Tollywood’s ‘thriller director’ Arindam Sil, who has found much commercial success and critical acclaim with his Shabor and Byomkesh Bakshi films, is ready with Khela Jawkhon, a film that for him is a tribute to Hollywood auteur Quentin Tarantino. In a free-wheeling chat, Arindam traces the backstory of the mystery thriller slated for a December 2 release at the theatres.
The Andhadhun connect
It began with my collaboration with Arijit Biswas (co-writer of Andhadhun). Arijit and I have been friends for some time. I had just watched Three Billboards Outside Ebbing, Missouri. I was so excited that the very next morning I called him up and said, ‘Why can’t we do such things in Bengal?’ That is when we wrote our first collaboration, Sheet Ashchhey (Winter is Coming), which is yet to be filmed. A thriller set in Europe, it is what I call an anti-revenge story.
We used to discuss how thrillers in Bengali cinema are almost always detective stories. Nobody delves into the different sub-genres of the thriller. That is when we decided to make Khela Jawkhon. The story is by Arijit. After reading the initial draft I felt that two characters were missing in the story – a kid and a sister-in-law. The child later became the crux of the story. The best part of Khela Jawkhon is that every time you think that the story revolves around a certain thing, an entirely different strand crops up. Arijit and I feel that as filmmakers, it is also our duty and responsibility to bring various flavours to the audience of Bangla cinema.
The first choice was Sayani, not Mimi
Sayani Gupta did not work out for several reasons. I really look forward to working with her sometime. Then, Taapsee Pannu loved the script. She eventually didn’t want to do it because she said that it was in the same genre as a film that she had done. I won’t name the film because that would be a giveaway. Ultimately, this film was meant for Mimi Chakraborty.
Tribute to Quentin Tarantino
I have been inspired by (Quentin) Tarantino and his films. The first film of his I saw was Pulp Fiction – at the Kolkata International Film Festival. This is my tribute to Tarantino. It has nothing to do with any particular Tarantino film. I don’t want to reveal why I say ‘Tribute to Tarantino’. All I can say is that there is a bloodbath that we normally don’t see in Bengali cinema. Now that Tarantino has announced that he will be making his last film, I thought it was the best time to pay my respects.
The sounds and silences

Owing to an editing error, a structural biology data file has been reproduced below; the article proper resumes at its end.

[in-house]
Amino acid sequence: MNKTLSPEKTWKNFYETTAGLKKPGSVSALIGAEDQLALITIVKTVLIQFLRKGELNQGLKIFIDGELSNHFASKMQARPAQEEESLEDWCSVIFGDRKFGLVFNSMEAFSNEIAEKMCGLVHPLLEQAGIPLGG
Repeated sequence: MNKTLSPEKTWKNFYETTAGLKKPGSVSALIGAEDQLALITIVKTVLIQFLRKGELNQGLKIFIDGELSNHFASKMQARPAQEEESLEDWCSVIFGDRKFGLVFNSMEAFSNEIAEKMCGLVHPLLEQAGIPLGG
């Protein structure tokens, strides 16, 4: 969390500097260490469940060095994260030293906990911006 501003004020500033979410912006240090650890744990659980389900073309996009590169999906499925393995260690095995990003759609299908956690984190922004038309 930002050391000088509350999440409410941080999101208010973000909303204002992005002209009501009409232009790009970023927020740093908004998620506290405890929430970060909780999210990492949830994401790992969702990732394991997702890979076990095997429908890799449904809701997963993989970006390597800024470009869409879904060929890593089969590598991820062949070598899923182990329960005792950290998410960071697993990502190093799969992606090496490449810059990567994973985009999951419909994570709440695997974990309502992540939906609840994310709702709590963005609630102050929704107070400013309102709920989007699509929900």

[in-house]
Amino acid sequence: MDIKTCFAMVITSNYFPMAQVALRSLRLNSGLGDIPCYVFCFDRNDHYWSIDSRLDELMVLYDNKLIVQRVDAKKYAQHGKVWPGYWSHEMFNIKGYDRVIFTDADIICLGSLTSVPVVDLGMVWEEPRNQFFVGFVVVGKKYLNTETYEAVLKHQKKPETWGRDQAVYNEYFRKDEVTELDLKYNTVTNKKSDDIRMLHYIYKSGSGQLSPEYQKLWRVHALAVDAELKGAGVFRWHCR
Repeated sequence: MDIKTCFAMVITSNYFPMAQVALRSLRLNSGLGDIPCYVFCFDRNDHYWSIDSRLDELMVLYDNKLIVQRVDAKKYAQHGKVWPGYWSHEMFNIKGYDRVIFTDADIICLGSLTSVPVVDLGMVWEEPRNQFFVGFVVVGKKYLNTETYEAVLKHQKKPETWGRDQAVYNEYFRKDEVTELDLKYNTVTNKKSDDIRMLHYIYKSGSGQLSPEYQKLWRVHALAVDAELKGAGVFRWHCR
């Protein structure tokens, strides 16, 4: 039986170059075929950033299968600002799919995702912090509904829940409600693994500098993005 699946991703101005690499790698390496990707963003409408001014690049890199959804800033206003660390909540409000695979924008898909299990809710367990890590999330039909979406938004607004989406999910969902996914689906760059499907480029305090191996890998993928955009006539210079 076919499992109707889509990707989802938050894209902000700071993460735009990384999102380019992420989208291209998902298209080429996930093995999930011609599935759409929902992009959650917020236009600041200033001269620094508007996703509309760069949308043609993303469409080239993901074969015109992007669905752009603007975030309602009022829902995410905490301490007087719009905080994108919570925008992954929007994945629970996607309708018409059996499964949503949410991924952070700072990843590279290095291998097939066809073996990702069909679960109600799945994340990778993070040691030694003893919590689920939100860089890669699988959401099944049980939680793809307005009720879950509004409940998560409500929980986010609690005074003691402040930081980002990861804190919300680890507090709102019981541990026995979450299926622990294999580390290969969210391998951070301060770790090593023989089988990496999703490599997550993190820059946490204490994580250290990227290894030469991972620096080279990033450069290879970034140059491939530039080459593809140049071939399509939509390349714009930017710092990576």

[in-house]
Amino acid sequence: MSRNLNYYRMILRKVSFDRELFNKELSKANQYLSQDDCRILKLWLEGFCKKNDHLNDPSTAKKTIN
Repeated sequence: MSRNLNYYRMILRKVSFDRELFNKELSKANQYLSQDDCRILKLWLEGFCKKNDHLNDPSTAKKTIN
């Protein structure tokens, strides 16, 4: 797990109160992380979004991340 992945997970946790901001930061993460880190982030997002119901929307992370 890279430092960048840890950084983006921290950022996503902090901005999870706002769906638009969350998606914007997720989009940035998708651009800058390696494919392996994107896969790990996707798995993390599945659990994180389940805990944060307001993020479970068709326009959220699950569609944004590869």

Bickram Ghosh has done a phenomenal job as far as the music is concerned. We have not done classical stuff; lots of pianos and western instruments. The moment Bickram saw the first cut, he said, ‘The film is different. It’s a challenge I’m going to take up.’ The one thing that he agreed upon was my suggestion that I needed a lot of empty space in Khela Jawkhon. I needed to have ‘silence’, which Bickram instantly agreed to.
Sunil Rodrigues (Shershaah, Sooryavanshi…) is the action director for Khela Jawkhon; he is quite phenomenal. I designed every action sequence – from a flying car to a stylised fight – then discussed it with Sunil Rodrigues. I wanted to create an exciting cinematic experience for my audience. I love being called a thriller director, which places me in an advantageous position when it comes to experimenting with things that I want to do. I stick to my theory of entertaining, realistic cinema.
This is my third film with (cinematographer) Ayan Sil. Ayan is greatly influenced by Greig Fraser (Dune, Zero Dark Thirty…). We have been experimenting with dark photography in Bangla cinema. Khela Jawkhon is very inside-the-mind cinema. We have tried to highlight the darkness of the mind, its confusions, through lighting. We had already agreed on the colour palette and tonal quality of the film. We have done a lot of experimentation with the way we shot the film. Conventionally, we keep a lot of space in the front, but I’ve kept space at the back. And the character is placed right at the edge of the screen. It’s like messing with the mind.
‘Who am I?’
At the scripting stage itself, I visualised a shot of Mimi cocooned in a foetal position. This is a woman trying to find out who she is. This shot was designed ages back. I placed the camera right over her. Her eyes are closed. She opens her eyes, looks into the camera and says, ‘Who am I?’ It is the crux of the film. It’s a simple film that deals with a complex situation.
The thrill of it
In this part of the country, the audience gets entertained mostly by thrillers. So I said, why not? With Shabor, I wanted to do a film where I could go to the streets of Kolkata… organic Bengali cinema. Through my thrillers I’ve talked about eco-conservation, politics, socio-economic conditions, the cultural aspect, the music scenario. If you see Har Har Byomkesh, I’ve recreated and portrayed the Banarasi Chaiti, Kajri and the kirtan of that time.
When Anjan Dutt worked with me in Byomkesh Gotro, he said, ‘you make better Byomkesh than me’. That was a wonderful statement coming from someone who revived Byomkesh Bakshi on the Bengali screen. He said that I should continue doing Byomkesh. But I don’t want to anymore. Unless I get to do Durgarahashya. That will be my last Byomkesh.